Arena Investors Fight Back Against FDA
Arena Investors Fight Back Against FDA [The San Diego Union-Tribune]
From San Diego Union-Tribune (CA) (October 10, 2010)
Oct. 10--Frustrated by the reluctance of federal regulators to approve new prescription weight-loss drugs, a group of Arena Pharmaceuticals shareholders are waging a highly unusual campaign aimed at discrediting an unfavorable review of the San Diego company’s diet pill.
The investors, who lost millions of dollars when Arena’s stock price plummeted 76 percent in response to the review, have collected more than 1,700 signatures on a petition calling for the agency to approve lorcaserin by an Oct. 22 deadline.
They also have fired off letters to senior regulators, members of Congress and President Barack Obama attacking the credibility of some scientific arguments used by Food and Drug Administration staffers to raise doubts about the therapy’s safety.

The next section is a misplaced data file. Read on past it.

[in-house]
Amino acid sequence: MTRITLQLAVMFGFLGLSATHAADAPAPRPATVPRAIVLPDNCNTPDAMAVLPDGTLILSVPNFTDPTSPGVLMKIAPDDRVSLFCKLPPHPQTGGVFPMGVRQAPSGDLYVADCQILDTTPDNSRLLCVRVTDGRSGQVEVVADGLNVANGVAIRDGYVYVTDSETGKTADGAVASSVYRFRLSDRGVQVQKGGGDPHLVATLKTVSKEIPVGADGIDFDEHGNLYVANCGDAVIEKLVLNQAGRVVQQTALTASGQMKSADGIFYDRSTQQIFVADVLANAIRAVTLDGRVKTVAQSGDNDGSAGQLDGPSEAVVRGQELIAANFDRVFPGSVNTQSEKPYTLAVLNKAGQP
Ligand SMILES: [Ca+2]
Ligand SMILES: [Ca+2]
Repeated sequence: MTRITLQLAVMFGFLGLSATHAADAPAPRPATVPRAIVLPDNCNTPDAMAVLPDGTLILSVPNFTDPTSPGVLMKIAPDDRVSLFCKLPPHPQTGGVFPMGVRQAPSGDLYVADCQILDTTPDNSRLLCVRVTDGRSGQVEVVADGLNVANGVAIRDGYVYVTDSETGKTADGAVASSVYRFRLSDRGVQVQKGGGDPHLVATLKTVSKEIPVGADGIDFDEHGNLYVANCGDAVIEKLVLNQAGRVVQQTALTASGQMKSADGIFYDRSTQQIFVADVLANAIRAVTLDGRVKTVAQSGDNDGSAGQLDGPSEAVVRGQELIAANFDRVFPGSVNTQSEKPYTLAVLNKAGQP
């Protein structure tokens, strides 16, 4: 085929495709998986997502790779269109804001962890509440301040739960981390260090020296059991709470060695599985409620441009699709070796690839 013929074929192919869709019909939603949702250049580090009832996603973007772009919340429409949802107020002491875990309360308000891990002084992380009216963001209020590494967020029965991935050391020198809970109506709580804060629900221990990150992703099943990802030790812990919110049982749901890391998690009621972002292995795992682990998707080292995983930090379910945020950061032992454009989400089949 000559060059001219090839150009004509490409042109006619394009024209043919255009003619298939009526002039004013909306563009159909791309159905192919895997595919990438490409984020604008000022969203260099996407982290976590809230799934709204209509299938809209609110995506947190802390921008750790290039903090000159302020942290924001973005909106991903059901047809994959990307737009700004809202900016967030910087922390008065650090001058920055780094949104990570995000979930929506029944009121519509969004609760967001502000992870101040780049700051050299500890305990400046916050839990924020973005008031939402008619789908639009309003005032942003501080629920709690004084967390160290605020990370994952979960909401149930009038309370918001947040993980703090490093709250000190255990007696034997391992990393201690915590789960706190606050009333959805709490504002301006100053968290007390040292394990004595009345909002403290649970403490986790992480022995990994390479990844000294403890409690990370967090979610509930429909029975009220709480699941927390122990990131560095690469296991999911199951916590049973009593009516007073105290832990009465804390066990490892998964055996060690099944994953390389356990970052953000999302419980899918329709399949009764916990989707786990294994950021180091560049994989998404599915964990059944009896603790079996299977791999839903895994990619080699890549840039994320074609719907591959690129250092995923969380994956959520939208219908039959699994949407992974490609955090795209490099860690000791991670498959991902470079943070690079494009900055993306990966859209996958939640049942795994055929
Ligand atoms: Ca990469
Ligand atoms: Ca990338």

"I think this is unprecedented," said Dr. Carl Peck, a former director of the FDA’s Center for Drug Research and Evaluation.
While company shareholders usually are disappointed when drug candidates run into regulatory trouble, they rarely -- if ever -- push back against the FDA with the kind of calculated offensive launched by the Arena group, said Kurt Karst, a Washington, D.C., attorney who represents pharmaceutical companies before the agency.
"It’s not usual to see investors go full throttle against the agency," he said.
Before the review, lorcaserin seemed headed for approval. Clinical trials turned up no serious side effects and the drug met the FDA’s requirement for a 5 percent weight loss in patients.